Embracing Digital Health

Digital Health - Heart on Apple watch

Now is a pivotal time for Digital Health in Australia. The introduction of the Australian Government’s My Health Record and the myriad of wearables and other personal health apps give consumers the perfect opportunity to really get connected with their health digitally.

Service providers, like Wanngi, have the opportunity, even the responsibility, to make these digital connections more meaningful and consumer centric than ever before.

In the lead up to the opt-out period for My Health Record (and in our case the launch of Wanngi), industry is focussing on the needs and wants of consumers. In the associated report detailed below we see alignment with Wanngi’s advocacy for people’s needs for digital heath. This comes in the form of Co-design, Enhanced Digital Health Literacy, and Reduced Complexity and Increased Flexibility.

Transforming Australia’s Health System through Digital Health

On the 28th of March 2018, the George Institute for Global Health and the Consumer’s Health Forum co-hosted a roundtable discussion with around 40 consumers, clinicians, academics, government and industry. The four focus areas for discussion were; chronic care, residential aged care, emergency care, and end of life care. These discussions were in the context of digital health: where it is now, what consumers want from it, and how to move forward to achieve the best outcomes in the future.

“The time is now ripe to leverage this maturing digital health capacity in ways that are meaningful to both consumers and providers.  If done well, it has potential to be transformative for Australia’s health system bringing about rapid enhancements in quality, safety, accessibility and efficiency,” said Leanne Wells, CEO of the Consumers Health Forum.

What Consumers Want and Need from Digital Health

Different needs and recommendations were identified in the Going Digital to deliver a healthier Australia report (produced as an outcome of the roundtable discussions) for each of the four focus areas. However, there were three principles found to be applicable to all four previously mentioned focus areas.

1. Co-design

Consumers want to be involved as active participants in their health care. This is no different for Digital Health. It is important when embracing digital health that the consumers, and potential users, are involved with the planning, creation, and delivery of solutions. This is imperative to ensure that the wants, needs, and expectations of users are met so they can fully embrace their digital health in the final outcome.

2. Enhanced Digital Health Literacy

Although a majority of Australian’s already use technology on a daily basis for everything from entertainment to more mundane uses such as banking, truly embracing digital health to its full advantage is yet to happen. “Digital disruption is not coming in health care – it is already here. For too long health has been lagging behind other sectors,” said Wells.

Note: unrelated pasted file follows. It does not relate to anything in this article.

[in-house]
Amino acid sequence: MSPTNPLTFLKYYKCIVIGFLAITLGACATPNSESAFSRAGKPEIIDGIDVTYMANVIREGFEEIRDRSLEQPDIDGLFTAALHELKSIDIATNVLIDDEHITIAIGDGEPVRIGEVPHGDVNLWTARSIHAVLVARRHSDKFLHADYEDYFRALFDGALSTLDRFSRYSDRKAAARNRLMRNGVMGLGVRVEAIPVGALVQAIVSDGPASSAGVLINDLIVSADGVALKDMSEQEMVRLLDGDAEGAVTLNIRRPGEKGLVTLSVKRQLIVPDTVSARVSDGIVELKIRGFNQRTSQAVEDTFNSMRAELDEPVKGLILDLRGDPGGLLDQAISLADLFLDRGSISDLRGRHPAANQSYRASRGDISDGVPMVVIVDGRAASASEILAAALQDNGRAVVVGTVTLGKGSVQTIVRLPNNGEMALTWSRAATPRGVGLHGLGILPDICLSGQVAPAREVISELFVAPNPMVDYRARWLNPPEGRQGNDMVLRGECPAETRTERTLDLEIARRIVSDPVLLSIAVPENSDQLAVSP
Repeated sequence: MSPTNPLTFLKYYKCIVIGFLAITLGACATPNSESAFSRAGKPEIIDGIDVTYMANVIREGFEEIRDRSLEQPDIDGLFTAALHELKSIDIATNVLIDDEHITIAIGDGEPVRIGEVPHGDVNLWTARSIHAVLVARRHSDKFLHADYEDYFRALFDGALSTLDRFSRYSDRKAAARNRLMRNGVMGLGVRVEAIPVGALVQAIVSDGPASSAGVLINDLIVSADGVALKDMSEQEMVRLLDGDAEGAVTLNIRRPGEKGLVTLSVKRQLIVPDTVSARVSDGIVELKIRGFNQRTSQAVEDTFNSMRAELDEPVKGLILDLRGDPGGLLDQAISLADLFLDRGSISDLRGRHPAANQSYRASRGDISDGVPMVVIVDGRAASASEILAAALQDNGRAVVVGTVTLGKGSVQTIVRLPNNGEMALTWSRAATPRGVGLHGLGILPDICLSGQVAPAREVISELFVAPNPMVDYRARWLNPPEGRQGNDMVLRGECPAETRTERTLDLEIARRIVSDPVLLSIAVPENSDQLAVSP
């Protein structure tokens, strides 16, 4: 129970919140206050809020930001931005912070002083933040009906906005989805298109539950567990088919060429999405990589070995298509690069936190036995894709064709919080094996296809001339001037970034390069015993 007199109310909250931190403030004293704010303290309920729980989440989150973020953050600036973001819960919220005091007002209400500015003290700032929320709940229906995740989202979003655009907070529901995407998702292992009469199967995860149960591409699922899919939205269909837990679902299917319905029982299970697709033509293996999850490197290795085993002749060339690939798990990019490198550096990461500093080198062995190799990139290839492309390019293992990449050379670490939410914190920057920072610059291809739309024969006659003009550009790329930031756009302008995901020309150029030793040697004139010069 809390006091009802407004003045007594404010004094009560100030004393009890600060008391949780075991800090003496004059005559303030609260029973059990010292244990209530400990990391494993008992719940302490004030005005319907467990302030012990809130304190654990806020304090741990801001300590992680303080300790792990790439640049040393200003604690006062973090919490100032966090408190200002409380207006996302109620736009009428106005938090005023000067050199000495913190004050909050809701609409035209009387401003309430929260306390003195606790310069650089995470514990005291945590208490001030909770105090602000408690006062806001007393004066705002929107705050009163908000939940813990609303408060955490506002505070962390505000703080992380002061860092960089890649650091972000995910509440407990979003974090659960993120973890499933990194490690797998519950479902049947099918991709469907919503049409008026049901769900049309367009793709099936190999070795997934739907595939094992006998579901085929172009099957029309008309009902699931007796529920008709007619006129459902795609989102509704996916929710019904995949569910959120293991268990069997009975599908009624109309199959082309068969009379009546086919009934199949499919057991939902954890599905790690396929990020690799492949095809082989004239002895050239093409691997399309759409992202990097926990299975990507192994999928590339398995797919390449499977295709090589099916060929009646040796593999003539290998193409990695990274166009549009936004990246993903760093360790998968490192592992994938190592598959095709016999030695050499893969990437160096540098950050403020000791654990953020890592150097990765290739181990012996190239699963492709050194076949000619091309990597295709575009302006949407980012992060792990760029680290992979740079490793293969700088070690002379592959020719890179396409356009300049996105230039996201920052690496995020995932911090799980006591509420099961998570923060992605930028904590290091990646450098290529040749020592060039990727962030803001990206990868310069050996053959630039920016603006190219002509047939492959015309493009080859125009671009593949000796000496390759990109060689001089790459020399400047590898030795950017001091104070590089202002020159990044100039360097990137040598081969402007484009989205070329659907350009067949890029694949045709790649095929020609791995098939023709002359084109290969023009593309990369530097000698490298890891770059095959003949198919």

This is partly at the fault of the healthcare system for not having the digital health resources available, and for not confidently knowing how best to use them.

The slow uptake on digital health can also be attributed to a trust and quality factor. Consumers need to know that the digital health resources they are using are built to a high standard. They also need to be accessible in an everyday context, in the form of apps or similar with a clear use and added value to the user’s health care.

As uptake of digital health services are collaboratively supported confidently by both health professionals and consumers, digital health will shift to be more accepted and embraced.

3. Reduced Complexity and Increased Flexibility

It is important that consumers are listened to. When there is feedback, it needs to be carefully considered and appropriately acted on. After all, the consumer as an end user has the power to make or break the success of digital health being positively embraced.

Healthcare is already a complex area; digital healthcare doesn’t need to be made more so with rigid ideas that don’t have the end user at the core of its development. Flexibility to continually improve is a must to ensure uptake and continued use of digital health services.

Collaboration is Key

Consumers and Health Professionals alike can take tips from this report. It is only by working together to create a positive digital health experience that we can fully embrace a future of digital health to meet the needs of all Australians.

Wanngi is all about connecting you to your health. We aim to provide you with a single place to view your My Health Record and keep track of your health data from your favourite health apps and wearables.

The Wanngi team look forward to collaborating with consumers and partnerships to build trust and meet their digital health needs.

If you have stories you would like us to know about send an email to userstories@wanngi.com. We would love to hear from you!